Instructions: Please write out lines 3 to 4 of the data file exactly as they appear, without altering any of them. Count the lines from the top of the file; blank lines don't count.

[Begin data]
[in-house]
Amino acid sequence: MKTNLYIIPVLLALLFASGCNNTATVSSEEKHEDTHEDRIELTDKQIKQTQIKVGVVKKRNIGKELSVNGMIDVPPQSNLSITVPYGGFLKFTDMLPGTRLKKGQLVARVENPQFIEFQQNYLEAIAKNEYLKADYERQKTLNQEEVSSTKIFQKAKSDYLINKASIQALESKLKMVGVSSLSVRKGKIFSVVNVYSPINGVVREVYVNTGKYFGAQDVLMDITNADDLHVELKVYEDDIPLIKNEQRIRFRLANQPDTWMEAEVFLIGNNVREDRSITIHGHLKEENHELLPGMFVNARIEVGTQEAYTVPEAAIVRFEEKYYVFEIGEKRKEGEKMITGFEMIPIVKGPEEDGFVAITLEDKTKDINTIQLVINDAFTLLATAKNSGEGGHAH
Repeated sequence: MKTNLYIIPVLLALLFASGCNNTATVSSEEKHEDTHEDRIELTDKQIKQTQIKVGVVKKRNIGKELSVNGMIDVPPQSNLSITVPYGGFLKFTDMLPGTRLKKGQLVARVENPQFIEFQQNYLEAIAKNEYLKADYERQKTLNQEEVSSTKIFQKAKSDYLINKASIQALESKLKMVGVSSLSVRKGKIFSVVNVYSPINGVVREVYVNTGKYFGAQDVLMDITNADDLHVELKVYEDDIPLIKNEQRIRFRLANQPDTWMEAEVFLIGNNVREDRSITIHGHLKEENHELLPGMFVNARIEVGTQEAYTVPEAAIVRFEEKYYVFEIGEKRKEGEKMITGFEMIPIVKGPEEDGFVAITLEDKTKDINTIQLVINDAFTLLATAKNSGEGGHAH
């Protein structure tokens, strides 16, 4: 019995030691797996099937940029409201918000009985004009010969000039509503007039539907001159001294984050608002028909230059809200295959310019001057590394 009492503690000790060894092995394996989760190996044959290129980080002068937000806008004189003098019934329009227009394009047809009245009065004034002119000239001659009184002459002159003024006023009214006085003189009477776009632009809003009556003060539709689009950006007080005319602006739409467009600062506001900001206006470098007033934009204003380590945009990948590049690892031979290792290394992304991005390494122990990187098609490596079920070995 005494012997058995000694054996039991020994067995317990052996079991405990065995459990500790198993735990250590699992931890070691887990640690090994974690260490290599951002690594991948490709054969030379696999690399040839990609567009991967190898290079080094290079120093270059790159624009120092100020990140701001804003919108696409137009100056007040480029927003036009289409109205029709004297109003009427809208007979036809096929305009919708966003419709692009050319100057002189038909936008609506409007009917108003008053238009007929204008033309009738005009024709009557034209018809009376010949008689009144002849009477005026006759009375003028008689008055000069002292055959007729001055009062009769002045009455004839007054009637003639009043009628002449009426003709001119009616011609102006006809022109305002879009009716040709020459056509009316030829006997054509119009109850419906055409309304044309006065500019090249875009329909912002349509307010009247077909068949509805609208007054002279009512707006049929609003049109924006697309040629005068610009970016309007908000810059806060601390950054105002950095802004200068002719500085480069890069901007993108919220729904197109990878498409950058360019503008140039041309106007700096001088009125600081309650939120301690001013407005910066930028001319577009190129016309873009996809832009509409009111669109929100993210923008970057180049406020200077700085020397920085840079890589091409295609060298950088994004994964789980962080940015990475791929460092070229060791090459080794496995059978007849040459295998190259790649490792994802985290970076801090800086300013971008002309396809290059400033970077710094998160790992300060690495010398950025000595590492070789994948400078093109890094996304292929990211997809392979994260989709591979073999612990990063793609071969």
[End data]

Repeated sequence: MKTNLYIIPVLLALLFASGCNNTATVSSEEKHEDTHEDRIELTDKQIKQTQIKVGVVKKRNIGKELSVNGMIDVPPQSNLSITVPYGGFLKFTDMLPGTRLKKGQLVARVENPQFIEFQQNYLEAIAKNEYLKADYERQKTLNQEEVSSTKIFQKAKSDYLINKASIQALESKLKMVGVSSLSVRKGKIFSVVNVYSPINGVVREVYVNTGKYFGAQDVLMDITNADDLHVELKVYEDDIPLIKNEQRIRFRLANQPDTWMEAEVFLIGNNVREDRSITIHGHLKEENHELLPGMFVNARIEVGTQEAYTVPEAAIVRFEEKYYVFEIGEKRKEGEKMITGFEMIPIVKGPEEDGFVAITLEDKTKDINTIQLVINDAFTLLATAKNSGEGGHAH
């Protein structure tokens, strides 16, 4: 019995030691797996099937940029409201918000009985004009010969000039509503007039539907001159001294984050608002028909230059809200295959310019001057590394 009492503690000790060894092995394996989760190996044959290129980080002068937000806008004189003098019934329009227009394009047809009245009065004034002119000239001659009184002459002159003024006023009214006085003189009477776009632009809003009556003060539709689009950006007080005319602006739409467009600062506001900001206006470098007033934009204003380590945009990948590049690892031979290792290394992304991005390494122990990187098609490596079920070995 005494012997058995000694054996039991020994067995317990052996079991405990065995459990500790198993735990250590699992931890070691887990640690090994974690260490290599951002690594991948490709054969030379696999690399040839990609567009991967190898290079080094290079120093270059790159624009120092100020990140701001804003919108696409137009100056007040480029927003036009289409109205029709004297109003009427809208007979036809096929305009919708966003419709692009050319100057002189038909936008609506409007009917108003008053238009007929204008033309009738005009024709009557034209018809009376010949008689009144002849009477005026006759009375003028008689008055000069002292055959007729001055009062009769002045009455004839007054009637003639009043009628002449009426003709001119009616011609102006006809022109305002879009009716040709020459056509009316030829006997054509119009109850419906055409309304044309006065500019090249875009329909912002349509307010009247077909068949509805609208007054002279009512707006049929609003049109924006697309040629005068610009970016309007908000810059806060601390950054105002950095802004200068002719500085480069890069901007993108919220729904197109990878498409950058360019503008140039041309106007700096001088009125600081309650939120301690001013407005910066930028001319577009190129016309873009996809832009509409009111669109929100993210923008970057180049406020200077700085020397920085840079890589091409295609060298950088994004994964789980962080940015990475791929460092070229060791090459080794496995059978007849040459295998190259790649490792994802985290970076801090800086300013971008002309396809290059400033970077710094998160790992300060690495010398950025000595590492070789994948400078093109890094996304292929990211997809392979994260989709591979073999612990990063793609071969």